According to a recent Interest.com analysis of the 2013 Census Bureau report, there are only two regions in the U.S. where retirees can expect to live comfortably; seniors living in Nevada and Washington D.C. are reportedly the only American retirees (over the age of 65) who have enough yearly income to maintain their pre-retirement lifestyle.
In other words, American seniors in 49 states are struggling, on average, to cover the costs of retirement. And that fact isn’t surprising, considering that CNN Money reports that the average household income for Americans over 65 is $37,847 per year. That income is about 60% of what working Americans age 45-64 make per year, which is a problem, according to most financial advisers.
Time Money reporter Dan Kadlec notes that financial advisers recommend that a household’s income post-retirement should be at least 70% of the pre-retirement income, if the residents plan on maintaining the same lifestyle after retiring. According to the Census Bureau data, only seniors living in Nevada and Washington D.C. are able to meet this minimum income goal.
Retired Nevadans reportedly just made the grade here, scraping by with 70% average income compared to the working Nevadans age 45-64. Washington D.C. retirees fared slightly better, averaging 74% retirement income (although Kadlec reminds readers that this group of retirees is filled with retired federal employees who have “generous traditional pension plans,” unlike most other American seniors).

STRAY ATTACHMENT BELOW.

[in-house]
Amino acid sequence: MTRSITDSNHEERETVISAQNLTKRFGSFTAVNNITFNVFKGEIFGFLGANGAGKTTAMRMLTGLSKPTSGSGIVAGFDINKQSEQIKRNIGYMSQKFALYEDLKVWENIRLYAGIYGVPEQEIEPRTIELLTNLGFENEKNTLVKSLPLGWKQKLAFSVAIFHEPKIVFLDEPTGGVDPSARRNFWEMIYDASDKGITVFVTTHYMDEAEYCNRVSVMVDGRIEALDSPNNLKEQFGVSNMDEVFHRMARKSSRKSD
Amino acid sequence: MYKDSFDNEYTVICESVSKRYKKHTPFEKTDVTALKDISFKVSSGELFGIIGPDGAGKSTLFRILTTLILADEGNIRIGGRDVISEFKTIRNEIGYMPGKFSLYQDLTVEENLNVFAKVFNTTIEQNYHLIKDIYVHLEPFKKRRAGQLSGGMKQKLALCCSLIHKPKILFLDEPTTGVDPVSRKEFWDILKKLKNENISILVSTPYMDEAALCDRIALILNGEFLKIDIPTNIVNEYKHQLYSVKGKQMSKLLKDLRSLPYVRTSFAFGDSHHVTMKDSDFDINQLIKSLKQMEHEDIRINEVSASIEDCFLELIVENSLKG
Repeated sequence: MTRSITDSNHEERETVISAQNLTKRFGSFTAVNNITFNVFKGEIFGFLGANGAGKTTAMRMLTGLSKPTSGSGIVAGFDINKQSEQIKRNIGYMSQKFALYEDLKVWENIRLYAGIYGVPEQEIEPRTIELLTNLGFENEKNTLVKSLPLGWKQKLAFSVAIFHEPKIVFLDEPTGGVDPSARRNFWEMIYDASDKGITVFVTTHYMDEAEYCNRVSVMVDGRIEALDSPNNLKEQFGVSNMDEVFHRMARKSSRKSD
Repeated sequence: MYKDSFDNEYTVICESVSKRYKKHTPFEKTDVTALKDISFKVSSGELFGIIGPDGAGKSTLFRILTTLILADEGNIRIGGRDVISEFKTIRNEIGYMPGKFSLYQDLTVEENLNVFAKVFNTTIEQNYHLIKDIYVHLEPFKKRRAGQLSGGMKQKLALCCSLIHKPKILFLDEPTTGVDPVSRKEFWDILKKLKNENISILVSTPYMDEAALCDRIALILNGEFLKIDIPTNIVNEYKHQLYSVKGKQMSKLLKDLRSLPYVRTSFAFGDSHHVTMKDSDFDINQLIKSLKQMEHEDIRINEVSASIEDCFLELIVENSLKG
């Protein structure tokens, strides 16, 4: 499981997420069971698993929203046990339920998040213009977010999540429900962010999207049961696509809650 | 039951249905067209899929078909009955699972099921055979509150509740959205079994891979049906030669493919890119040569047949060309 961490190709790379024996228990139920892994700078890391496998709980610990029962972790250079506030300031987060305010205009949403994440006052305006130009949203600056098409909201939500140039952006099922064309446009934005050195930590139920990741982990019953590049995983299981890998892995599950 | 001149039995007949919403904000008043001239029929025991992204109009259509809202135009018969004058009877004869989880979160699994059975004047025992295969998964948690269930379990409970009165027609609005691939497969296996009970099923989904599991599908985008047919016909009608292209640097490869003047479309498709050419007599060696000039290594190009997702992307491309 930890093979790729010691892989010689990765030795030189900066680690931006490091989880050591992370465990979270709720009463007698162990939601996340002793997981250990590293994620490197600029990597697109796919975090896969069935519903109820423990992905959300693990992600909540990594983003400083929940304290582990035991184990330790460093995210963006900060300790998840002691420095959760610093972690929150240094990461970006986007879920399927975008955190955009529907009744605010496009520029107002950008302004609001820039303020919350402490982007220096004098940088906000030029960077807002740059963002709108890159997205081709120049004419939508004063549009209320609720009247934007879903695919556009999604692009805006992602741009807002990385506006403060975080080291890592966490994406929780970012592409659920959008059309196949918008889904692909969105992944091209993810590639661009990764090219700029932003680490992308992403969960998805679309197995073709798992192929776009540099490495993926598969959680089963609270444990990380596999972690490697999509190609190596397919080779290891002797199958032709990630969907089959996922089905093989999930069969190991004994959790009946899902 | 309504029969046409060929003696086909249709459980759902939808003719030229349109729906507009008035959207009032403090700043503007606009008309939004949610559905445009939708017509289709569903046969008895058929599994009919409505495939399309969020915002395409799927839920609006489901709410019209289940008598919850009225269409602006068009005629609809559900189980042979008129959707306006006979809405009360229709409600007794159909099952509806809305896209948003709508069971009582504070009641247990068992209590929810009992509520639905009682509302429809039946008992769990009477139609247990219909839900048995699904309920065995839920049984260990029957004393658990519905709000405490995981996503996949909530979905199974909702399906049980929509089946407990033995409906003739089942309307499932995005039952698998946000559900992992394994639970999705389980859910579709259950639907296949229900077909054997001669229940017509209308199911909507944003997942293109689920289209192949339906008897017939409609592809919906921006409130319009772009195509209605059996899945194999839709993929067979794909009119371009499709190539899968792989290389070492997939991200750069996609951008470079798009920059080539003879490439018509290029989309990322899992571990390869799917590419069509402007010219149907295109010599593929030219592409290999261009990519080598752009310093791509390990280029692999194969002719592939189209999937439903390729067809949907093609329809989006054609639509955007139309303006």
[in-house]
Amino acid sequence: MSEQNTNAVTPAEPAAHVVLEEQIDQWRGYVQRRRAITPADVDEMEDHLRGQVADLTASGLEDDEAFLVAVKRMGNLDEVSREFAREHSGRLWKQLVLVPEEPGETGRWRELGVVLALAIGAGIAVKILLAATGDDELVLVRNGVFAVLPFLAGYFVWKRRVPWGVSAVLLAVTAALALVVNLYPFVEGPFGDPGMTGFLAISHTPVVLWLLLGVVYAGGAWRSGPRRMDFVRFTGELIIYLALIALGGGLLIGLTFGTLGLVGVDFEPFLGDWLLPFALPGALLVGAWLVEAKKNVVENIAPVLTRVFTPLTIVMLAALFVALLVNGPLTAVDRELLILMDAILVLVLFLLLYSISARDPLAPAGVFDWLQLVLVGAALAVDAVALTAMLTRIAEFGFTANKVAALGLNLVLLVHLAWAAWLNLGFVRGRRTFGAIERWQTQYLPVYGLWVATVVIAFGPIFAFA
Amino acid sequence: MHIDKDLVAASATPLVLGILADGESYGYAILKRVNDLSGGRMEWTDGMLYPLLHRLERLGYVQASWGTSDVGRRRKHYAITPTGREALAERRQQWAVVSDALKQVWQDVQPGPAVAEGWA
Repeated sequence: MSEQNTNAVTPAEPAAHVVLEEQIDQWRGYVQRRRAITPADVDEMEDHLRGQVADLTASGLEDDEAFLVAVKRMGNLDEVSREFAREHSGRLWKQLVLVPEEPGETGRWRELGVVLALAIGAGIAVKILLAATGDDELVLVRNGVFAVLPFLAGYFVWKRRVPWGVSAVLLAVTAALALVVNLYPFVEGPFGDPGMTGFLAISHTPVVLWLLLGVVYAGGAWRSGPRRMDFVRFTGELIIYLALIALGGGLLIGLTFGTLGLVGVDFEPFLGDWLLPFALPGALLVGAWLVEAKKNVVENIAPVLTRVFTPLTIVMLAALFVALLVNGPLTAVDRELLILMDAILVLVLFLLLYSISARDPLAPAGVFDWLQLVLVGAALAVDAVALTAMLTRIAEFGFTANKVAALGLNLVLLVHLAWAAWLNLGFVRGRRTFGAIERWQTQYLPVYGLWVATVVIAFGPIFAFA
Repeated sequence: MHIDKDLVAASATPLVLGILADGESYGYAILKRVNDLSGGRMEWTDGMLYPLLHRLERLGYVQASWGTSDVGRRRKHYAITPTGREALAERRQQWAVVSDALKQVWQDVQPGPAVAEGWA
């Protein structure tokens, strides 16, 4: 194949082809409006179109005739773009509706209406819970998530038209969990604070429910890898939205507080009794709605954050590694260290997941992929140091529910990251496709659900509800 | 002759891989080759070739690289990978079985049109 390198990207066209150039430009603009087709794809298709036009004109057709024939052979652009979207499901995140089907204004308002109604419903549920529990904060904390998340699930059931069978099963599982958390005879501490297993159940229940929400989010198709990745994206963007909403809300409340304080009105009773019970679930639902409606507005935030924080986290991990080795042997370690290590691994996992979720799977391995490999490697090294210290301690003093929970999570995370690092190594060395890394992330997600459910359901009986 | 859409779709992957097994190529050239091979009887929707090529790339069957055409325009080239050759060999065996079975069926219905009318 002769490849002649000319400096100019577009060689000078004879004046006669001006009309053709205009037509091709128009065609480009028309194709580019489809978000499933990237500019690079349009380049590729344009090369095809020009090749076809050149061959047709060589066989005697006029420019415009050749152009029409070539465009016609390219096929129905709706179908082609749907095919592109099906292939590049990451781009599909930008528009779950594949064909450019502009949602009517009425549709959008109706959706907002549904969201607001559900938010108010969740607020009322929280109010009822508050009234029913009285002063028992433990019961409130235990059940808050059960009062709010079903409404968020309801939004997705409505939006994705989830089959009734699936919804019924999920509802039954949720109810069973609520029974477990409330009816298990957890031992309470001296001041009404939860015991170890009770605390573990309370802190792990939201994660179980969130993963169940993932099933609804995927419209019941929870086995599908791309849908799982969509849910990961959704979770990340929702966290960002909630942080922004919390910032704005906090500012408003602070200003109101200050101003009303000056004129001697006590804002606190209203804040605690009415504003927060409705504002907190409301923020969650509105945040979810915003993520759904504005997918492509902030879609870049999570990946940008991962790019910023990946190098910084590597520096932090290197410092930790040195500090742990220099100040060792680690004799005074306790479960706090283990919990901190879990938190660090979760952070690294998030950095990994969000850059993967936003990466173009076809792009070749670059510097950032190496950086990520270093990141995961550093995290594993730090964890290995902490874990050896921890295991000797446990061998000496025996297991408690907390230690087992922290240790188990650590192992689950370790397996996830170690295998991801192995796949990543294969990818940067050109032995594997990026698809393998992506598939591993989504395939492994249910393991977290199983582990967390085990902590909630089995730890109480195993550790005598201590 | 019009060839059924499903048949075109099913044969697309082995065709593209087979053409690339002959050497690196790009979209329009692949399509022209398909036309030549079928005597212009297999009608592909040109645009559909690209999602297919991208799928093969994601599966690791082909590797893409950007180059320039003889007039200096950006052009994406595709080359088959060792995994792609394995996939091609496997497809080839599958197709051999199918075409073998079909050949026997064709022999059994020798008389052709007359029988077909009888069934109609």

On the other end of the spectrum, seniors living in a handful of Northeastern states have the worst retirement income gaps compared to working residents — post-retirement incomes in these states just barely average 50% of working incomes. Despite such close proximity to Washington D.C. (and other major U.S. cities), these states have traditionally had higher costs of living, and now, retired residents are struggling to make ends meet.
Everything from rising prescription drug prices to home maintenance costs are being put under the microscope, and financial advisers are stating that this is no time for Americans to be stubborn — because it could end up costing quite a bit. In fact, a recent Employee Benefit Research study has shown that, for Americans 75 years and older, the costs of maintaining a house make up 43% of all living expenses. In other words, American retirees living in old houses that require constant maintenance are paying for their stubbornness, and are driving down their own quality of life.
“Independent seniors are encouraged to enjoy the full measure of lifestyle and freedom they are entitled to,” says Keith Blomquist, Owner of Singerly Manor. “Many residents of our Singerly Manor assisted living community actually find that their freedom and quality of life increased after making the choice to move from independent home ownership to community living.”
Financial experts don’t appear to have any solid predictions yet regarding whether this trend will continue, but if nothing else, the struggles of retiring Baby Boomers will certainly serve as warnings for younger generations.